National Adoption Day is significant to many

National Adoption Day is significant to many

By Jade Ruggieri, Round Table feature editor

On the morning of October 30, 2001, my mom was on her way to adopt me from China. It was right around the time of the devastating 9/11 terrorist attack, meaning that all flights entering and leaving the country were cancelled. My mom and dad have expressed to me how worried they were that they might not have been able to adopt me.

All of my required adoption papers were close to expiring, so my parents knew they had to act. They contacted the senator at the time, Barbara Mikulski of Maryland, and she personally made sure that my mom could fly out of the country.

This was my parent’s second adoption. My sister was adopted at four months old, which is the average age to be adopted at. I, however, was adopted at one year old, older than most in an orphanage.
Many do not kow, but when someone adopts more than one child from China, the Chinese make you adopt a child that has some kind of handicap or mental disablilty. I was not able to sit up by myself and was classified as handicapped.

The love that my parents have for me was so obvious then (and now) because they did not care that I would be different. My mom brought me back home with her and from one to two years old, I did not speak. My parents were very worried.

Through speech therapy and persistence, I finally spoke my first words of, “No broccoli,” and ever since I have a hard time staying quiet. One could say that I was “making up for my lost time.”

People come from very different backgrounds and enjoy sharing their stories that helped shape and form their lives. National Adoption Day is significant to me because personally, I know how America opens up many opportunities.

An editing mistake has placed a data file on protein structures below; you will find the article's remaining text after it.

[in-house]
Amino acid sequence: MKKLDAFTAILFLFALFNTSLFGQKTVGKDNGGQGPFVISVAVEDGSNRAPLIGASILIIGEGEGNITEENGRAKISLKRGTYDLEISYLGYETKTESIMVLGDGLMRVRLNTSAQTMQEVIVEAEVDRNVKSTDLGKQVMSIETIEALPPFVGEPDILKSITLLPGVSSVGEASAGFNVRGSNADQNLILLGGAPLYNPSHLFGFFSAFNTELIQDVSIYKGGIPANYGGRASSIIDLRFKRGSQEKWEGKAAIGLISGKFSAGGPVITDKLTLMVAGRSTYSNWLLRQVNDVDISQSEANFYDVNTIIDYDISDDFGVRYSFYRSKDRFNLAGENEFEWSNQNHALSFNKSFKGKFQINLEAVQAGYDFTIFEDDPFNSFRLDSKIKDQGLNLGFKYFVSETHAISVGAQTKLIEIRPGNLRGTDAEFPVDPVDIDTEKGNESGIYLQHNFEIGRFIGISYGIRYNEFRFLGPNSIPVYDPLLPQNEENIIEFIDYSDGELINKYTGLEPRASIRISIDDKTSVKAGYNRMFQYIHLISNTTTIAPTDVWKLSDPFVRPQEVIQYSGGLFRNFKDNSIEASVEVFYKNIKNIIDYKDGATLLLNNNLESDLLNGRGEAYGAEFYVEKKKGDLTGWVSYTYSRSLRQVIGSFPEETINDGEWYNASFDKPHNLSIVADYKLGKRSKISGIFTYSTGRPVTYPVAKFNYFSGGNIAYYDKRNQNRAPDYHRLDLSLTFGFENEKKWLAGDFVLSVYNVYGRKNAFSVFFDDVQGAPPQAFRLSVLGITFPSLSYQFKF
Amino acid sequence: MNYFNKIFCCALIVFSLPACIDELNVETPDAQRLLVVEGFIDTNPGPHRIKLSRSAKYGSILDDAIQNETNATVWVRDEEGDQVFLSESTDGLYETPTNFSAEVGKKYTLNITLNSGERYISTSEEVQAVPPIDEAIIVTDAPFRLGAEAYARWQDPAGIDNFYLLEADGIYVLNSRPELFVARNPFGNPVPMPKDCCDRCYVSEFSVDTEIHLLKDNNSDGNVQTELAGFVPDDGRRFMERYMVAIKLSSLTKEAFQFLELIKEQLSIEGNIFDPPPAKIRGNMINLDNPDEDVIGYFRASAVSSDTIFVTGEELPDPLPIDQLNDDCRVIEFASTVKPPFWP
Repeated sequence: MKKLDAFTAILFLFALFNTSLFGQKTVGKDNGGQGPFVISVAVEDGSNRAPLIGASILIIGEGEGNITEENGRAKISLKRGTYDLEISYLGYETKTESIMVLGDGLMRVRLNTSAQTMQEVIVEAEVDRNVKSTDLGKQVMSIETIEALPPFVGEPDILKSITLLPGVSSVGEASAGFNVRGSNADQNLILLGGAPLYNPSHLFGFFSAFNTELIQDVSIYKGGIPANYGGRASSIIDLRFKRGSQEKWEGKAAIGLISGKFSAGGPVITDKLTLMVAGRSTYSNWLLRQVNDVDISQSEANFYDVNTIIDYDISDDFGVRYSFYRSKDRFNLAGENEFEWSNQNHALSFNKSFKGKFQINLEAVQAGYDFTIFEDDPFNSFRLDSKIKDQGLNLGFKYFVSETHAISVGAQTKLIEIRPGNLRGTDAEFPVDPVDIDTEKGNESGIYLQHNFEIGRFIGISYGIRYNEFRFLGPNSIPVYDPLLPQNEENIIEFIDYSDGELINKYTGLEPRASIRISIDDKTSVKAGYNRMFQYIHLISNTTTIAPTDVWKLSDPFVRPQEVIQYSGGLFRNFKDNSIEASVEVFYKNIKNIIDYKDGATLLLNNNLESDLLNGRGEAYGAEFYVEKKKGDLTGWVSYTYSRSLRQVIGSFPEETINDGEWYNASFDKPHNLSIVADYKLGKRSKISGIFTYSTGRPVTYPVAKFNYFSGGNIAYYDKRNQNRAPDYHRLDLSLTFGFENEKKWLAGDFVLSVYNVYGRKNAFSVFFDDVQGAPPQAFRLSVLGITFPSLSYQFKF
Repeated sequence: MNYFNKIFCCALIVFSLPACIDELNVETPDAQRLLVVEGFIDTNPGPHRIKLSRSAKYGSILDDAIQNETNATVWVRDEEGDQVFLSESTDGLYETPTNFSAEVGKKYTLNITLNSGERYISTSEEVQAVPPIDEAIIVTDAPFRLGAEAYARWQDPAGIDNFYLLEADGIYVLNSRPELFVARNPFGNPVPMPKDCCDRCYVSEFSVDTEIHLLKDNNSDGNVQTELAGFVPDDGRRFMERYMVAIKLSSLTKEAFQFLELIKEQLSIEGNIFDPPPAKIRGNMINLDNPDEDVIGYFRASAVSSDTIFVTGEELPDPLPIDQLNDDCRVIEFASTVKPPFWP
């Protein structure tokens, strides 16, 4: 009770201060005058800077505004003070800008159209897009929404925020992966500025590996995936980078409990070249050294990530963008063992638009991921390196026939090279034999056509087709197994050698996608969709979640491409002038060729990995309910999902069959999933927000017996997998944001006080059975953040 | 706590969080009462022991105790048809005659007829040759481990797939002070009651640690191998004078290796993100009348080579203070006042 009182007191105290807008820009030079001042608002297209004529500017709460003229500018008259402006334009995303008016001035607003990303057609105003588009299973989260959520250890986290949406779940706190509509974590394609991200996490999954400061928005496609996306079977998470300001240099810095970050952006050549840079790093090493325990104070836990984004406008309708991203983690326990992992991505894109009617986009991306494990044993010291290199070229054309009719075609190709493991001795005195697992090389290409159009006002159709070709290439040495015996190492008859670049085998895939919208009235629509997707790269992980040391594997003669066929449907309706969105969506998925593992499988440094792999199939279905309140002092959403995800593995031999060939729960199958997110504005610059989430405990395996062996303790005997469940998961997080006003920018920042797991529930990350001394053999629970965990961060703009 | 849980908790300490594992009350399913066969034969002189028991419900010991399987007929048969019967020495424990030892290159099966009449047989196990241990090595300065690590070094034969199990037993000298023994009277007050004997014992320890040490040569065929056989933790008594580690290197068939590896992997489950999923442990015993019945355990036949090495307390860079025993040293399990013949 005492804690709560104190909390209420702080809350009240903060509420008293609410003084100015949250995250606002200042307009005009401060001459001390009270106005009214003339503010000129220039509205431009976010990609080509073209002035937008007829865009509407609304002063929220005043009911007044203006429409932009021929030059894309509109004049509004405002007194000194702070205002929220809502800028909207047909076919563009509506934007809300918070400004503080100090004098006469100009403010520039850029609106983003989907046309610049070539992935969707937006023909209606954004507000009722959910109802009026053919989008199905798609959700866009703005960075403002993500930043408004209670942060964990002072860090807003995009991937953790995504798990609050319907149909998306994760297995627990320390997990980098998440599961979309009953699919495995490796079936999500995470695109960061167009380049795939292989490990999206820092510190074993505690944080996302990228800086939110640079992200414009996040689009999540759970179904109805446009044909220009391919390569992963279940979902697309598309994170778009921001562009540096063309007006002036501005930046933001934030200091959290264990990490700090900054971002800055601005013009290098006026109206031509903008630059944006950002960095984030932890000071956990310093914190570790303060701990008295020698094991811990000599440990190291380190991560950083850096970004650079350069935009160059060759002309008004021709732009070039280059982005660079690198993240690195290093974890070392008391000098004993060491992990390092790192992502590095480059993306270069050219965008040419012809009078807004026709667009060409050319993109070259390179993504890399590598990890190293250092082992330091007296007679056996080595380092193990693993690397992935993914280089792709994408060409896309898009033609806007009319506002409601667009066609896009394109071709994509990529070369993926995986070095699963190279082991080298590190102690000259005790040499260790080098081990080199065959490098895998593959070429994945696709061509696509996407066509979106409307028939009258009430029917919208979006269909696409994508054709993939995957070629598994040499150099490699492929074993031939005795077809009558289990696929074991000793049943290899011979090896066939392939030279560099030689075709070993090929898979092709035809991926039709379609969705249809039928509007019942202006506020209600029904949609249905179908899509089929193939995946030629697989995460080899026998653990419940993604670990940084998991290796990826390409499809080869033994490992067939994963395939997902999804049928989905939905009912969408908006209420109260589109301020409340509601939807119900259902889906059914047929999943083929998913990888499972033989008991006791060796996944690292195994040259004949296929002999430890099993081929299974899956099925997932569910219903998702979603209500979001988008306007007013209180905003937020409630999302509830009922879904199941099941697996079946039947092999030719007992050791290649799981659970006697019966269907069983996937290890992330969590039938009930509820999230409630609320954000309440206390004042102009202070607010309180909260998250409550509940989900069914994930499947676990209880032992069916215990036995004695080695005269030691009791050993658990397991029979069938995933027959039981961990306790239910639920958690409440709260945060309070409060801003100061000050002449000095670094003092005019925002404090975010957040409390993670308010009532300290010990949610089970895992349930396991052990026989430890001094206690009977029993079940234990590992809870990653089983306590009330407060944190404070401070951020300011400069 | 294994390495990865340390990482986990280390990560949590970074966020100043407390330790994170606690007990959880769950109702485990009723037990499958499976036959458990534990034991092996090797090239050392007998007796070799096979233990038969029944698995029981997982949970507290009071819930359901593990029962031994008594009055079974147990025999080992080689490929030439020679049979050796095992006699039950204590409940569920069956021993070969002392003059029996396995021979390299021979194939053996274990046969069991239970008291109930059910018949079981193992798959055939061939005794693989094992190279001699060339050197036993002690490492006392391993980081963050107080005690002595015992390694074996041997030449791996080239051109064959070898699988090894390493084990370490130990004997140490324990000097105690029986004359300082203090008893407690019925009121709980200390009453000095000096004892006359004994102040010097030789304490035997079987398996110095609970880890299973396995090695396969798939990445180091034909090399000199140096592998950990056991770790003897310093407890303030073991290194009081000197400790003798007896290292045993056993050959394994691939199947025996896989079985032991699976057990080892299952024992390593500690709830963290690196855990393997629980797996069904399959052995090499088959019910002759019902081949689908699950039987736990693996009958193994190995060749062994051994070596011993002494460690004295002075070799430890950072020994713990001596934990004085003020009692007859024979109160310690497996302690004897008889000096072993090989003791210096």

In 2009, approximately 70,000 children were adopted from China with ninety-one percent of them being female. In a society that values males over females, the U.S. managed to create more gender equality than most would know.

Naitonal Adoption day has its own website and says, “This annual, one-day event has made the dreams of thousands of children come true by working with policymakers, practitioners and advocates to finalize adoptions, and create and celebrate adoptive families.”

I strongly believe in this because I know adoptions are not easy. A family that wants to adopt somone undergoes extensive background checks to see if the family is a right fit for the child.

The website also said, “The day an adoption is finalized is one families never forget.”

This is a life-changing event that forms a person’s life. Some do not like the thought of being adopted as I have heard the comment, “I never felt truly connected to my family,” too many times to count.

I think life is what you make it. If someone does not feel a sense of connection, that is unfortunate. I, however, have never felt any different from my family.

People have asked me, “How does it feel to be adopted?” I always answer back, “The same as any other person who has a family.” Family does not have to be the same blood flowing through another. Family is about people that you can trust and building bonds that can never be broken.

Middletown High School senior Caitlin Fisher said, “I think National Adoption Day is important because they are being brought into a new family. It’s like their birthday.”

Even though some people do not know much about this day, it doesn’t mean that this day isn’t important. For many, it is a new opportunity to experience a better life that they would not typically have the opportunity for.

I would have been in an impoverished area, constantly struggling to function on my own in an orphanage that did not want to keep me.

Instead, I am here in the United States, a place that has so much to offer. Some people take it for granted. This day needs to be shared more because the person who is adopted and the family who is adopting someone are both benefit from it.